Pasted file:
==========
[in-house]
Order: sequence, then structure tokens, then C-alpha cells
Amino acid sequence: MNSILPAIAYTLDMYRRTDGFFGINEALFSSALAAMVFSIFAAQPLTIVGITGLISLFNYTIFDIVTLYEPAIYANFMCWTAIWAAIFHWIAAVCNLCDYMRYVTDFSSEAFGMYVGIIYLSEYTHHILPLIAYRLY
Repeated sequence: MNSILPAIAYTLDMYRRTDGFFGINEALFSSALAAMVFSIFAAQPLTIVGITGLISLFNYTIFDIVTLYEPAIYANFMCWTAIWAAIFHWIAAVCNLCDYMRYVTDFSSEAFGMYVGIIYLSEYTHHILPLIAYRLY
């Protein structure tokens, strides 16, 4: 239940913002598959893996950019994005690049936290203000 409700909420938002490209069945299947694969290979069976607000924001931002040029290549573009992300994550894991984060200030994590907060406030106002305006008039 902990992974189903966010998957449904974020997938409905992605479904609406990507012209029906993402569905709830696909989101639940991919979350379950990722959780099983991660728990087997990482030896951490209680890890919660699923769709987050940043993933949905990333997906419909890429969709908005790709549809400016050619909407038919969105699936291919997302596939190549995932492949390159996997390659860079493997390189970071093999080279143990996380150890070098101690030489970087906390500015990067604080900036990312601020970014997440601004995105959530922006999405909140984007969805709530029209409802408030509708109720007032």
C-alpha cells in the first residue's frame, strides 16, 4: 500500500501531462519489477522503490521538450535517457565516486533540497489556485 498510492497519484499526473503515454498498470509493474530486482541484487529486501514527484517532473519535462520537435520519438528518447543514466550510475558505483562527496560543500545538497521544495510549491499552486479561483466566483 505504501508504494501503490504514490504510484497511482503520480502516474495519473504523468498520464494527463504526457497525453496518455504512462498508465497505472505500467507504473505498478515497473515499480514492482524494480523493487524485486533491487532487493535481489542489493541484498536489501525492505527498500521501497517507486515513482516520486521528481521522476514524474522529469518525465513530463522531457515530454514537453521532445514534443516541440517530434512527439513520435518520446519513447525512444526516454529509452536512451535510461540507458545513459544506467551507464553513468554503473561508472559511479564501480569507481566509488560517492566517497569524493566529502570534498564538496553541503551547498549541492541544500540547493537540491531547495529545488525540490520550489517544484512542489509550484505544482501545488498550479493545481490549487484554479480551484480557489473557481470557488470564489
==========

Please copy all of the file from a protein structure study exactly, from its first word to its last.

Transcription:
[in-house]
Order: sequence, then structure tokens, then C-alpha cells
Amino acid sequence: MNSILPAIAYTLDMYRRTDGFFGINEALFSSALAAMVFSIFAAQPLTIVGITGLISLFNYTIFDIVTLYEPAIYANFMCWTAIWAAIFHWIAAVCNLCDYMRYVTDFSSEAFGMYVGIIYLSEYTHHILPLIAYRLY
Repeated sequence: MNSILPAIAYTLDMYRRTDGFFGINEALFSSALAAMVFSIFAAQPLTIVGITGLISLFNYTIFDIVTLYEPAIYANFMCWTAIWAAIFHWIAAVCNLCDYMRYVTDFSSEAFGMYVGIIYLSEYTHHILPLIAYRLY
């Protein structure tokens, strides 16, 4: 239940913002598959893996950019994005690049936290203000 409700909420938002490209069945299947694969290979069976607000924001931002040029290549573009992300994550894991984060200030994590907060406030106002305006008039 902990992974189903966010998957449904974020997938409905992605479904609406990507012209029906993402569905709830696909989101639940991919979350379950990722959780099983991660728990087997990482030896951490209680890890919660699923769709987050940043993933949905990333997906419909890429969709908005790709549809400016050619909407038919969105699936291919997302596939190549995932492949390159996997390659860079493997390189970071093999080279143990996380150890070098101690030489970087906390500015990067604080900036990312601020970014997440601004995105959530922006999405909140984007969805709530029209409802408030509708109720007032």
C-alpha cells in the first residue's frame, strides 16, 4: 500500500501531462519489477522503490521538450535517457565516486533540497489556485 498510492497519484499526473503515454498498470509493474530486482541484487529486501514527484517532473519535462520537435520519438528518447543514466550510475558505483562527496560543500545538497521544495510549491499552486479561483466566483 505504501508504494501503490504514490504510484497511482503520480502516474495519473504523468498520464494527463504526457497525453496518455504512462498508465497505472505500467507504473505498478515497473515499480514492482524494480523493487524485486533491487532487493535481489542489493541484498536489501525492505527498500521501497517507486515513482516520486521528481521522476514524474522529469518525465513530463522531457515530454514537453521532445514534443516541440517530434512527439513520435518520446519513447525512444526516454529509452536512451535510461540507458545513459544506467551507464553513468554503473561508472559511479564501480569507481566509488560517492566517497569524493566529502570534498564538496553541503551547498549541492541544500540547493537540491531547495529545488525540490520550489517544484512542489509550484505544482501545488498550479493545481490549487484554479480551484480557489473557481470557488470564489